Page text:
Nowadays, remdesivir is approved in children/adolescents older than 12 years of age with pneumonia requiring supplementary low flow-oxygen and, for these patients, it is delivered through the Agenzia Italiana del Farmaco (AIFA). In younger children remdesivir could be used within clinical trials or requested for a compassionate use: it should be started within 10 days since symptoms onset. A 5-days course of treatment is generally recommended, but it could be extended up to 10 days on a case-by-case basis. However, the available trials have not shown a significant clinical improvement with longer treatment [11, 12]. The suggested dose is 5 mg/kg intravenous (max 200 mg) the first day, followed by 2.5 mg/kg (max 100 mg) daily. At present, the dosage has not been established for the first 2 weeks of life and weight < 2.5 kg.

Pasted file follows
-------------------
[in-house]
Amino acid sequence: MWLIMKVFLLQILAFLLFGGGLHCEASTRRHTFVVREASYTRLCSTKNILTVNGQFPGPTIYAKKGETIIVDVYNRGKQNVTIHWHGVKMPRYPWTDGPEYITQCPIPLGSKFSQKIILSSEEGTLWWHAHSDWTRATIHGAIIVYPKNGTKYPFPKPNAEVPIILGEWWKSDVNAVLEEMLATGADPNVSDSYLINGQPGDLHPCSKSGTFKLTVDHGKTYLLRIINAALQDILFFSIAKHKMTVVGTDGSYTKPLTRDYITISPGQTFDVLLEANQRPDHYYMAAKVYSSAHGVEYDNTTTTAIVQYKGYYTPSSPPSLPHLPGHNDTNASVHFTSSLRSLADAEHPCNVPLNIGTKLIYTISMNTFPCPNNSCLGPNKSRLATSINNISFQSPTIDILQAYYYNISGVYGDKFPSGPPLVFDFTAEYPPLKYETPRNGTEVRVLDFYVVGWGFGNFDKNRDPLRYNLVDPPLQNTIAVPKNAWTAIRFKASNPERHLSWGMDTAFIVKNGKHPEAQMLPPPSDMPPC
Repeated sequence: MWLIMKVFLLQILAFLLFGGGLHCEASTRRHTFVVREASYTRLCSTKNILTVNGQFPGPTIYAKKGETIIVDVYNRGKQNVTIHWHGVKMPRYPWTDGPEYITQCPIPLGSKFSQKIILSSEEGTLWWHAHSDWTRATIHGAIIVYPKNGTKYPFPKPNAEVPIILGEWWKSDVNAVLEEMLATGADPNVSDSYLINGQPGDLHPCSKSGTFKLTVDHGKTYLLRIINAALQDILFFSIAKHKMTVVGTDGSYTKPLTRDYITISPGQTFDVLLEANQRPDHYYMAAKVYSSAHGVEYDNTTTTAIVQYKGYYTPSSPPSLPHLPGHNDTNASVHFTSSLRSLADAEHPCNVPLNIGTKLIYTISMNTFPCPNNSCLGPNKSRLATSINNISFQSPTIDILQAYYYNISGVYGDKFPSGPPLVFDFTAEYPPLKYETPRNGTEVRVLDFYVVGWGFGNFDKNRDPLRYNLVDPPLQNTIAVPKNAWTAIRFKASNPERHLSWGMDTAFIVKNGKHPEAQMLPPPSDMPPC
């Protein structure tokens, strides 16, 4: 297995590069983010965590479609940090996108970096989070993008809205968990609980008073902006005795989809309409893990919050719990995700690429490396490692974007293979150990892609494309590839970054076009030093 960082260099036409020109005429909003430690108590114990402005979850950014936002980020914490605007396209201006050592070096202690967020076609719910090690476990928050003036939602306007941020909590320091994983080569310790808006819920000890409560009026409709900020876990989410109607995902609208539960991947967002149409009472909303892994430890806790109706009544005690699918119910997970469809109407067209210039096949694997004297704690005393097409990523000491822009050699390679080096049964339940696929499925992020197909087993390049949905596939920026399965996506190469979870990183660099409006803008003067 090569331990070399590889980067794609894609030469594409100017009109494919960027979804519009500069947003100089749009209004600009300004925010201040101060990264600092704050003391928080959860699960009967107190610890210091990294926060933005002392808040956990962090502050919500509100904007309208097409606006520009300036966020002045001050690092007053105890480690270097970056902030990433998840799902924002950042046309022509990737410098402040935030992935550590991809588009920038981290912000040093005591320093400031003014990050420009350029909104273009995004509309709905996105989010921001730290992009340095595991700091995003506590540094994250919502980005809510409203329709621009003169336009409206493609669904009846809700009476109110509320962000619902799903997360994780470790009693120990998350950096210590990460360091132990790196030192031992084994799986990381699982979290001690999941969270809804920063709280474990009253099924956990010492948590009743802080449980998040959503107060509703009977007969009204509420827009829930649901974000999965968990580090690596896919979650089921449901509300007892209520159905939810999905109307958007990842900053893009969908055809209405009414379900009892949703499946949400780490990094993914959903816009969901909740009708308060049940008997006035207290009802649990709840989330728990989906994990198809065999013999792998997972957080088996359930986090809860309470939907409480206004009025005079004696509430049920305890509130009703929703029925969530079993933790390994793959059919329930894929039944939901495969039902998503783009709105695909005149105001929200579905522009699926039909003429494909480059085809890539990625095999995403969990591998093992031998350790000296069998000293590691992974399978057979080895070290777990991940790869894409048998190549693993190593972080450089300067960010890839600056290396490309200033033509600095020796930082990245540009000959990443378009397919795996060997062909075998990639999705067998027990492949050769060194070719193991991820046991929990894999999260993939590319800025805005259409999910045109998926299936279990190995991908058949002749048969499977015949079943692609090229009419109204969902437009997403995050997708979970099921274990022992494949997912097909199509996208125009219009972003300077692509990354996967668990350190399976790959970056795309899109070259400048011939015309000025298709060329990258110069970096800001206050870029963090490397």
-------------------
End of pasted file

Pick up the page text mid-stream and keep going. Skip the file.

Results from the RECOVERY trial on dexamethasone showed a benefit of 6 mg daily dose in hospitalized adults with COVID-19 . Equivalent dose of steroids (such as methylprednisolone 32 mg or prednisone 40 mg) is also suggested. However, data on steroid use in children are very limited. Therefore, steroids may be beneficial in pediatric patients with COVID-19 respiratory disease who require mechanical ventilation. The use of dexamethasone in patients who require other forms of supplemental oxygen support should be considered on a case-by-case basis . On the contrary, there is no evidence supporting the use of oral or systemic steroids in outpatient children not requiring oxygen or respiratory support: it has no effects in reducing disease progression or hospital admission.